The above example is typical of a modern boiler plant using base exchange softening only. Blowdown rates are much lower when de-mineralized feedwater is used. In the example, the heat loss is equivalent to 1.8% of the fuel fired.
Operated continuously over a year the fuel wasted per boiler represents approximately 46,500 m3 of natural gas, 44,500 litres of fuel oil or 70 tonnes of coal. Added to this is also the cost of acquiring and treating the water that is used within the boiler system.
Blowdown control can be broken down into instantaneous or continuous systems and may be manual, semi-automatic or fully automatic.
Instantaneous manual system
The simplest implementation of blowdown control is an instantaneous manual system that is operated once per shift to reduce the boiler total dissolved solids (TDS) to a sufficient level well below the boiler specified maximum limit. The TDS are then allowed to build up during the next shift until they reach the maximum level again.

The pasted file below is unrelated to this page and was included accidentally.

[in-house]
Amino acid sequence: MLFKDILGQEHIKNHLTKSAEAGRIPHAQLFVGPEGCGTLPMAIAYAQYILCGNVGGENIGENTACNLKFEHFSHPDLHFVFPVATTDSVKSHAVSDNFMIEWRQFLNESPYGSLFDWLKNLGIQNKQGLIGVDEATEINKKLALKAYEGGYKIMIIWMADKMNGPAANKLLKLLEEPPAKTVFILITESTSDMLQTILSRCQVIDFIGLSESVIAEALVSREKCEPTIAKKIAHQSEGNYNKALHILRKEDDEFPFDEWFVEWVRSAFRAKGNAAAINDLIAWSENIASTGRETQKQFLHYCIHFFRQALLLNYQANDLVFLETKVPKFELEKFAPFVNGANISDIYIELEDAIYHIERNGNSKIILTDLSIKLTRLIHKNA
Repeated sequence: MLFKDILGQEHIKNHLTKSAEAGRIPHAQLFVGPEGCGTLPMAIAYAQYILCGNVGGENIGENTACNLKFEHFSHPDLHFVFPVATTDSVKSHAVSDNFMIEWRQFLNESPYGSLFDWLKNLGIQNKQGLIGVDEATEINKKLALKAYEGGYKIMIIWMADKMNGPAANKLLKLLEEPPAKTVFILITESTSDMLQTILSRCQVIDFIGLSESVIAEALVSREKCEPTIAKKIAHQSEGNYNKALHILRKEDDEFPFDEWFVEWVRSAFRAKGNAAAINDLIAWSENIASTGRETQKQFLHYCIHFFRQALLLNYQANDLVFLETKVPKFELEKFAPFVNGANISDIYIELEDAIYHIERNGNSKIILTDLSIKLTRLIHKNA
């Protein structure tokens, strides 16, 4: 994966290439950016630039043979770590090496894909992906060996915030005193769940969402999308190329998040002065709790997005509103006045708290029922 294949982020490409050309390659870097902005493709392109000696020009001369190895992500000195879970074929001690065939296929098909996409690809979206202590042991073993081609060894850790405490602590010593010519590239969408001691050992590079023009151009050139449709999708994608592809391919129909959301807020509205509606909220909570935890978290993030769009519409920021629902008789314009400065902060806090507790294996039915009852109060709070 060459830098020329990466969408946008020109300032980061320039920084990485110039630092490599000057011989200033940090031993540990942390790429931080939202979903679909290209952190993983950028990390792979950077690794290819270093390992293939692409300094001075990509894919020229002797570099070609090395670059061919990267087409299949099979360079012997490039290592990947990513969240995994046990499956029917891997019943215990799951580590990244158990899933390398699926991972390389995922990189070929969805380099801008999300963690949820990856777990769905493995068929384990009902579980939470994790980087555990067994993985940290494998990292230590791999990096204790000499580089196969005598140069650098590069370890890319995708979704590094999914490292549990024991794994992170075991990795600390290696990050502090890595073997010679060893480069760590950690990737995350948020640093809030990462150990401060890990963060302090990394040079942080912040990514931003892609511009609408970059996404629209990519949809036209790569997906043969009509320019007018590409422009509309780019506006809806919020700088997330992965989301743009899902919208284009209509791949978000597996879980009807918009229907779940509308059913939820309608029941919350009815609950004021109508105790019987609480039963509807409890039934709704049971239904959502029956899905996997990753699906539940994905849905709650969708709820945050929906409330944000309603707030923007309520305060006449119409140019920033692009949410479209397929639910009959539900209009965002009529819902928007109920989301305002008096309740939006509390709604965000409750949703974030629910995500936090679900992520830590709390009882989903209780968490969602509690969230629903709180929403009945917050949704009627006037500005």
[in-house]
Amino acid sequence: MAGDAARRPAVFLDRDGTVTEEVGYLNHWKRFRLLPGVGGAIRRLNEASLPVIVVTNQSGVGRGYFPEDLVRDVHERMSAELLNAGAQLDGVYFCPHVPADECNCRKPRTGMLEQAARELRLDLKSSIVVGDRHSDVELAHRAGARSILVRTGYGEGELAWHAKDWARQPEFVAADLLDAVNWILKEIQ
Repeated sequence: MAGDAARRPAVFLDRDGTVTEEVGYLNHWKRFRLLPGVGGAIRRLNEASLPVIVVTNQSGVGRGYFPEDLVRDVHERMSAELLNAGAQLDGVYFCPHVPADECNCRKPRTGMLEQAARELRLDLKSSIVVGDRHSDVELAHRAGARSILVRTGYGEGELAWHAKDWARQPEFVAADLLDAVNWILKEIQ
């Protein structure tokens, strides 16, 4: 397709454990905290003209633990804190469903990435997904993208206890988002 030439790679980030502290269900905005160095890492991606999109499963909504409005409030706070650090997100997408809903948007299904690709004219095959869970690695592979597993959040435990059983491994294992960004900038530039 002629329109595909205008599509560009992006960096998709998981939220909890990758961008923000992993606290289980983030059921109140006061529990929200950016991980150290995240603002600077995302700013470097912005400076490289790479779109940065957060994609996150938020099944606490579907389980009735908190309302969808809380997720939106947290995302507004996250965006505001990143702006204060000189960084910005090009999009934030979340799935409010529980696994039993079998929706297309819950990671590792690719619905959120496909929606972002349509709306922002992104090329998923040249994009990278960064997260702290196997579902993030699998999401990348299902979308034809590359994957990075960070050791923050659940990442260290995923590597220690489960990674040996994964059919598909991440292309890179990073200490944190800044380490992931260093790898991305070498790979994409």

A TDS test should be carried out prior to blowdown so that the time can be adjusted to reflect changes in average boiler load conditions which may occur on a day-to-day basis.
Automatically timed control
Figure 2 (above) shows a simple semi-automatic system where a timer is used to control blowdown for short periods according to a pre-set schedule. Again, with this system, daily testing of the boiler is necessary so that the timing schedule can be adjusted to take into account changes in boiler and system operation.
The system can be made fully automatic by installing a TDS monitoring facility as pictured in Figure 3. This will override the timer in the event of variation from the desired TDS level.
Continuous blowdown systems are preferable where heat recovery is required. In its simplest form, such a system consists of a valve, adjusted after regular boiler water testing. The valve position is determined from the boiler pressure, TDS levels and the blowdown rate required.
As shown in Figure 4, a control module is used to modulate the blowdown valve using inputs from a TDS detector located in the cooled blowdown sidestream. For this system to operate correctly, cooled blowdown must flow continuously over the detector.
Blowdown can also be achieved in the boiler evaporators where sediments are deposited. This process is carried out intermittently by opening the appropriate valve and allowing the sediments to be flushed out.
Eurotherm Process Automation offers a control module that can be configured for continuous, intermittent or both continuous and intermittent blowdown control.